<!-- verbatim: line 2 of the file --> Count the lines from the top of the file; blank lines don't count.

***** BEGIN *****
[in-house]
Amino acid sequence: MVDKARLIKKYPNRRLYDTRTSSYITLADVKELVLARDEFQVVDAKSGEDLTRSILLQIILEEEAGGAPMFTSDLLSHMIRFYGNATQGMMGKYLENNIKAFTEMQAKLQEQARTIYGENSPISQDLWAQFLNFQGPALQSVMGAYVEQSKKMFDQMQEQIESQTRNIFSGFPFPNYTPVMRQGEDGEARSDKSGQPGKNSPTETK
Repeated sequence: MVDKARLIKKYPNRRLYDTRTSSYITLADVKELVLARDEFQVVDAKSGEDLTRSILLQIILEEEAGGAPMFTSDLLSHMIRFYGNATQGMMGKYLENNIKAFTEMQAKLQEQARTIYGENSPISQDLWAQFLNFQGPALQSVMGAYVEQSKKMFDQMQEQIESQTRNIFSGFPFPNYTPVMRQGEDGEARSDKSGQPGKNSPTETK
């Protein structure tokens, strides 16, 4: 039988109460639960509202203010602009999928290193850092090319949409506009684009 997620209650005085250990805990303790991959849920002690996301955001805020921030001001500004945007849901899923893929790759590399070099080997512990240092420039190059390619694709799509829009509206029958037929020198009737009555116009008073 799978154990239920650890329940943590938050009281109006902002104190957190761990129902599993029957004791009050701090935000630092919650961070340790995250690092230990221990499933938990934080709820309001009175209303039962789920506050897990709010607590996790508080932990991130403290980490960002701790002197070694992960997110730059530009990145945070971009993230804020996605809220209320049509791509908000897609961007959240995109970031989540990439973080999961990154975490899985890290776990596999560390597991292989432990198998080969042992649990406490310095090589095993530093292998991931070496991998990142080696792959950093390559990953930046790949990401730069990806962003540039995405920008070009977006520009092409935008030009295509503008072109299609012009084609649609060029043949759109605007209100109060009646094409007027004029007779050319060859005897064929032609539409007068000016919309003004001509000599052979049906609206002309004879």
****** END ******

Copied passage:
Amino acid sequence: MVDKARLIKKYPNRRLYDTRTSSYITLADVKELVLARDEFQVVDAKSGEDLTRSILLQIILEEEAGGAPMFTSDLLSHMIRFYGNATQGMMGKYLENNIKAFTEMQAKLQEQARTIYGENSPISQDLWAQFLNFQGPALQSVMGAYVEQSKKMFDQMQEQIESQTRNIFSGFPFPNYTPVMRQGEDGEARSDKSGQPGKNSPTETK